- Update apps: Make sure all your apps are as up-to-date as possible. If you regularly put off updates, now’s the time to let them complete so you have Sonoma-compatible versions.
- Clear space: Sonoma may need as much as 25 GB of free space to upgrade, and the Sonoma installer itself is about 12 GB, so we recommend making sure you have at least 37 GB free. Don’t cut this close—you should always have at least 10–20% free space for virtual memory, cache files, and breathing room. Check in Ventura by choosing System Settings > General > Storage; in earlier versions of macOS, choose About This Mac from the Apple menu and click Storage. System Settings provides quick ways to free up space. Another easy one for iCloud Drive users is to Control-click large folders and choose Remove Download to “evict” the local versions of those files temporarily; Box, Dropbox, and Google Drive have similar features.
- Make a backup: Never, ever install an update to macOS without ensuring you have at least one current backup first. In an ideal world, you’d have an updated Time Machine backup, a duplicate, and an Internet backup. That way, if something goes wrong, you can quickly revert.
After completing those tasks, ensure you won’t need your Mac for a few hours. There’s no telling exactly how long the upgrade will take, so never start an upgrade if you need the Mac soon.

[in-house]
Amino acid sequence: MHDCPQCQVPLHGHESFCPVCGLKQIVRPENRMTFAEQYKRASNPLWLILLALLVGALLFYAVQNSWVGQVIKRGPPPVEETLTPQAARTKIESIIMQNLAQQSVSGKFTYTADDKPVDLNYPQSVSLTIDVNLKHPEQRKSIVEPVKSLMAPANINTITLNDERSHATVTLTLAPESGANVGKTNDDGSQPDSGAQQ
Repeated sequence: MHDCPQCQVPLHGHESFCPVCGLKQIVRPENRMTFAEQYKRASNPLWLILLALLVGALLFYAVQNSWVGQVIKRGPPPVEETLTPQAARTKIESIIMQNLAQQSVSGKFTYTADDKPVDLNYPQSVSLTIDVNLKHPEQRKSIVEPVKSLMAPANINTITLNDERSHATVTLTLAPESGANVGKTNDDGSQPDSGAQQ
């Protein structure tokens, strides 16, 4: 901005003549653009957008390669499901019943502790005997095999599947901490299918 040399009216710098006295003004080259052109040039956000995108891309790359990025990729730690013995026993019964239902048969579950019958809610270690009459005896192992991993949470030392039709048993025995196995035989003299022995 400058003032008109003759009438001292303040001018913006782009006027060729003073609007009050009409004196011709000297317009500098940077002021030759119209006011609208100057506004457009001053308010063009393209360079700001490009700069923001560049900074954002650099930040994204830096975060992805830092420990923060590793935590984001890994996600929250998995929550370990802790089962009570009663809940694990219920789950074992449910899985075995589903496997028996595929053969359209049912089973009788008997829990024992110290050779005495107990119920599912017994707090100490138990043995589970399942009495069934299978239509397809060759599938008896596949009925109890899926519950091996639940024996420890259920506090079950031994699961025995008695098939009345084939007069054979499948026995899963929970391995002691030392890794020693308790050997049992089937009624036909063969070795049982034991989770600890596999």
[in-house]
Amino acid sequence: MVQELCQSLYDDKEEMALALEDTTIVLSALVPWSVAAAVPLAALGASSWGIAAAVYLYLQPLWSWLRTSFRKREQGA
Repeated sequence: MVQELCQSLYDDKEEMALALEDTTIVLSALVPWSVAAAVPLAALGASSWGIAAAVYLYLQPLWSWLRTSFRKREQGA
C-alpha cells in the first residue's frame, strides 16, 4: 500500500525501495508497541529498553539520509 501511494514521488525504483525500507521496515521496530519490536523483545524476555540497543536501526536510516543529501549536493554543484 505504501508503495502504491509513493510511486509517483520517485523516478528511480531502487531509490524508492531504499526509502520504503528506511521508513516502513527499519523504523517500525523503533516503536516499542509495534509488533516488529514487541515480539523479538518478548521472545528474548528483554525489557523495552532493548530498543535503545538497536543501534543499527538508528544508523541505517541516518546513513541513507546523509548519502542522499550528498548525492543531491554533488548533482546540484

Initiating the upgrade is just a matter of opening System Settings > General > Software Update in Ventura (System Preferences > Software Update in previous versions of macOS), clicking the Upgrade Now button, and following the instructions. If you’d like more handholding, check out Joe Kissell’s ebook Take Control of Sonoma.
After You Upgrade
Part of the reason to set aside plenty of time for your Sonoma upgrade is that there are usually cleanup tasks afterward. We can’t predict precisely what you’ll run into, depending on what version of macOS you’re running now and what apps you use, but here are a few situations we’ve noticed in the past:
- macOS may need to update its authentication situation by asking for your Apple ID password, your Mac’s password, and if you have another Mac, its password as well. Don’t worry that your Mac has been compromised by malware—it’s fine.
- Some apps may have to ask for various permissions even though you previously granted them. Again, that’s fine and won’t happen again.
- If you use your Apple Watch to unlock your Mac and apps (and you should, it’s great!), you may need to re-enable that in System Settings > Touch ID & Password (or Login Password on a non-Touch ID-enabled Mac (previously, it was in System Preferences > Security & Privacy > General).
- If you use Gmail, Google Calendar, or other Google services, you may need to log in to your Google account again.
- Websites that usually remember your login state may require that you log in again. If you’re using a password manager like 1Password, that’s easy.
- You may have to re-enable text message forwarding to your Mac. You do this on your iPhone in Settings > Messages > Text Message Forwarding.
With all that housekeeping done, it’s time to check out all the new features in Sonoma!
(Featured image by Apple)
Social Media: When should you upgrade to macOS 14 Sonoma? There’s no need to install it today, but we think it’s now safe for those who want to take advantage of the new features and integration with Apple’s other operating systems.